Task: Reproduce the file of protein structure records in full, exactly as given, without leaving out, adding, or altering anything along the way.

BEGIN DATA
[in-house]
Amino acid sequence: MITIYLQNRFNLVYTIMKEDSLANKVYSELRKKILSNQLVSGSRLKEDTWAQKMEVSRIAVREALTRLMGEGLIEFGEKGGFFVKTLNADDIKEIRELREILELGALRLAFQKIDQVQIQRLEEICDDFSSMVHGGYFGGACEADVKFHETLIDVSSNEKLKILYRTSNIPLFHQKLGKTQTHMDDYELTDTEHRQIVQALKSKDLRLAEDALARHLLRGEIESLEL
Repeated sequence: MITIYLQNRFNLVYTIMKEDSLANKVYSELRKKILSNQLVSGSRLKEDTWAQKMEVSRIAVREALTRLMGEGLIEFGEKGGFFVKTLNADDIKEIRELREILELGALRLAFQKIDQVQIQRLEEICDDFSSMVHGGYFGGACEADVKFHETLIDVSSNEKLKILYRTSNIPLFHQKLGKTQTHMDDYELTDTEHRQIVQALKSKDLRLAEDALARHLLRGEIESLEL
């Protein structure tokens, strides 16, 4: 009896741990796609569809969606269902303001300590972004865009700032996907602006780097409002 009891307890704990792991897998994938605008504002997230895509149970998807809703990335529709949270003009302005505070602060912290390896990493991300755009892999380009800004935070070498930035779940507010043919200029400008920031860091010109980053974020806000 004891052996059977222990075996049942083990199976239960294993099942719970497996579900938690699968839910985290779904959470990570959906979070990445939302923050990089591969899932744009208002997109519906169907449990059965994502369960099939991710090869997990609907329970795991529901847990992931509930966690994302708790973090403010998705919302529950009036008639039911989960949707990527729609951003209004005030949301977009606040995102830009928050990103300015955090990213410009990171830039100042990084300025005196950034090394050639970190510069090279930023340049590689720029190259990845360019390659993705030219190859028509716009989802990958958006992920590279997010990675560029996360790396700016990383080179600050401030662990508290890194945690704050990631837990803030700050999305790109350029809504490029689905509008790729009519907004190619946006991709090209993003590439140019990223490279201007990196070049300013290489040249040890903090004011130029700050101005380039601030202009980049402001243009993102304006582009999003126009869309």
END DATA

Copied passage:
[in-house]
Amino acid sequence: MITIYLQNRFNLVYTIMKEDSLANKVYSELRKKILSNQLVSGSRLKEDTWAQKMEVSRIAVREALTRLMGEGLIEFGEKGGFFVKTLNADDIKEIRELREILELGALRLAFQKIDQVQIQRLEEICDDFSSMVHGGYFGGACEADVKFHETLIDVSSNEKLKILYRTSNIPLFHQKLGKTQTHMDDYELTDTEHRQIVQALKSKDLRLAEDALARHLLRGEIESLEL
Repeated sequence: MITIYLQNRFNLVYTIMKEDSLANKVYSELRKKILSNQLVSGSRLKEDTWAQKMEVSRIAVREALTRLMGEGLIEFGEKGGFFVKTLNADDIKEIRELREILELGALRLAFQKIDQVQIQRLEEICDDFSSMVHGGYFGGACEADVKFHETLIDVSSNEKLKILYRTSNIPLFHQKLGKTQTHMDDYELTDTEHRQIVQALKSKDLRLAEDALARHLLRGEIESLEL
């Protein structure tokens, strides 16, 4: 009896741990796609569809969606269902303001300590972004865009700032996907602006780097409002 009891307890704990792991897998994938605008504002997230895509149970998807809703990335529709949270003009302005505070602060912290390896990493991300755009892999380009800004935070070498930035779940507010043919200029400008920031860091010109980053974020806000 004891052996059977222990075996049942083990199976239960294993099942719970497996579900938690699968839910985290779904959470990570959906979070990445939302923050990089591969899932744009208002997109519906169907449990059965994502369960099939991710090869997990609907329970795991529901847990992931509930966690994302708790973090403010998705919302529950009036008639039911989960949707990527729609951003209004005030949301977009606040995102830009928050990103300015955090990213410009990171830039100042990084300025005196950034090394050639970190510069090279930023340049590689720029190259990845360019390659993705030219190859028509716009989802990958958006992920590279997010990675560029996360790396700016990383080179600050401030662990508290890194945690704050990631837990803030700050999305790109350029809504490029689905509008790729009519907004190619946006991709090209993003590439140019990223490279201007990196070049300013290489040249040890903090004011130029700050101005380039601030202009980049402001243009993102304006582009999003126009869309």